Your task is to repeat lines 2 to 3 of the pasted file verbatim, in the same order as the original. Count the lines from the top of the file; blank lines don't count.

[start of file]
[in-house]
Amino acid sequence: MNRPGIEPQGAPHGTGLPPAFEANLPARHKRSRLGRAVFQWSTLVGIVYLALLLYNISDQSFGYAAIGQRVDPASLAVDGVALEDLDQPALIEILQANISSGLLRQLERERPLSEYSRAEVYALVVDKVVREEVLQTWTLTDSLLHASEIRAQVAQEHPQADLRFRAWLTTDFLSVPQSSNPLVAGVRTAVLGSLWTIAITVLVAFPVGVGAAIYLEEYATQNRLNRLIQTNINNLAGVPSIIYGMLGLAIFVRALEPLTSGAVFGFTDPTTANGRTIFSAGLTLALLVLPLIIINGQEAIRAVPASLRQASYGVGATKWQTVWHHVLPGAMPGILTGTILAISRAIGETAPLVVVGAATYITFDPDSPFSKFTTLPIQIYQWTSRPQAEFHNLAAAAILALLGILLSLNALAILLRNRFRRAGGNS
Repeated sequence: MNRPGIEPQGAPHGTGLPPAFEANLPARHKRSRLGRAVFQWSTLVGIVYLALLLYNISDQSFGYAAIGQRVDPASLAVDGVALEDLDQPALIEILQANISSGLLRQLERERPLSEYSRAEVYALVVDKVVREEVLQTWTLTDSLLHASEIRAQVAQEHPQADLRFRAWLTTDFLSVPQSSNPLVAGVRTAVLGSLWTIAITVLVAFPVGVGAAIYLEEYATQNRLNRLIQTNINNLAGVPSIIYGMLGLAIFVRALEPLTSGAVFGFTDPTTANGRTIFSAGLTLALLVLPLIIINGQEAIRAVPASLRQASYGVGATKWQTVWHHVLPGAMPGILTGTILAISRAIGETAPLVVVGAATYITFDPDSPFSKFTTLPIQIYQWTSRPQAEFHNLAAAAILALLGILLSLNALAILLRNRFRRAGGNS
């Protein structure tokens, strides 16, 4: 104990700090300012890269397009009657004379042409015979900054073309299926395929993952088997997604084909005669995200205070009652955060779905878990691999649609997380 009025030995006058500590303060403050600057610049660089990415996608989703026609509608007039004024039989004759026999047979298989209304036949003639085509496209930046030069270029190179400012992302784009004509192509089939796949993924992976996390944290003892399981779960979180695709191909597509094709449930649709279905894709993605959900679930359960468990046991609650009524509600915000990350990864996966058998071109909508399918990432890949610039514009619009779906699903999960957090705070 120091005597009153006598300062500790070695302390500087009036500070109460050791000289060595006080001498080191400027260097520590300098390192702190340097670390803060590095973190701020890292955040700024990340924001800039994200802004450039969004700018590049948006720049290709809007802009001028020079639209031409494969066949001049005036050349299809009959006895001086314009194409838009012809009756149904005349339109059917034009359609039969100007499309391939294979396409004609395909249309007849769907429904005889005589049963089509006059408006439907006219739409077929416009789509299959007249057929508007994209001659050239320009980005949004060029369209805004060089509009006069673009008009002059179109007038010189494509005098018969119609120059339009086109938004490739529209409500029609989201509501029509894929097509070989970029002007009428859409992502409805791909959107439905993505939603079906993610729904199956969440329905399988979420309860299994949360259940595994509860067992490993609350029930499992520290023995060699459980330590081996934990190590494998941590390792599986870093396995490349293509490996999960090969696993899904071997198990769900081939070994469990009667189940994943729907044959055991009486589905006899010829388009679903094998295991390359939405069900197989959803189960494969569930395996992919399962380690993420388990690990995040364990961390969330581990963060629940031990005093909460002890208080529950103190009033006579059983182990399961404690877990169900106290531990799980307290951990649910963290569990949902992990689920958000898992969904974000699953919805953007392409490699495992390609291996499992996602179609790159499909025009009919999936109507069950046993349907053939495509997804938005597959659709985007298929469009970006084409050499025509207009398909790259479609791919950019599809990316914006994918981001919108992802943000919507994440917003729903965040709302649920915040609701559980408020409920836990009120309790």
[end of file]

Amino acid sequence: MNRPGIEPQGAPHGTGLPPAFEANLPARHKRSRLGRAVFQWSTLVGIVYLALLLYNISDQSFGYAAIGQRVDPASLAVDGVALEDLDQPALIEILQANISSGLLRQLERERPLSEYSRAEVYALVVDKVVREEVLQTWTLTDSLLHASEIRAQVAQEHPQADLRFRAWLTTDFLSVPQSSNPLVAGVRTAVLGSLWTIAITVLVAFPVGVGAAIYLEEYATQNRLNRLIQTNINNLAGVPSIIYGMLGLAIFVRALEPLTSGAVFGFTDPTTANGRTIFSAGLTLALLVLPLIIINGQEAIRAVPASLRQASYGVGATKWQTVWHHVLPGAMPGILTGTILAISRAIGETAPLVVVGAATYITFDPDSPFSKFTTLPIQIYQWTSRPQAEFHNLAAAAILALLGILLSLNALAILLRNRFRRAGGNS
Repeated sequence: MNRPGIEPQGAPHGTGLPPAFEANLPARHKRSRLGRAVFQWSTLVGIVYLALLLYNISDQSFGYAAIGQRVDPASLAVDGVALEDLDQPALIEILQANISSGLLRQLERERPLSEYSRAEVYALVVDKVVREEVLQTWTLTDSLLHASEIRAQVAQEHPQADLRFRAWLTTDFLSVPQSSNPLVAGVRTAVLGSLWTIAITVLVAFPVGVGAAIYLEEYATQNRLNRLIQTNINNLAGVPSIIYGMLGLAIFVRALEPLTSGAVFGFTDPTTANGRTIFSAGLTLALLVLPLIIINGQEAIRAVPASLRQASYGVGATKWQTVWHHVLPGAMPGILTGTILAISRAIGETAPLVVVGAATYITFDPDSPFSKFTTLPIQIYQWTSRPQAEFHNLAAAAILALLGILLSLNALAILLRNRFRRAGGNS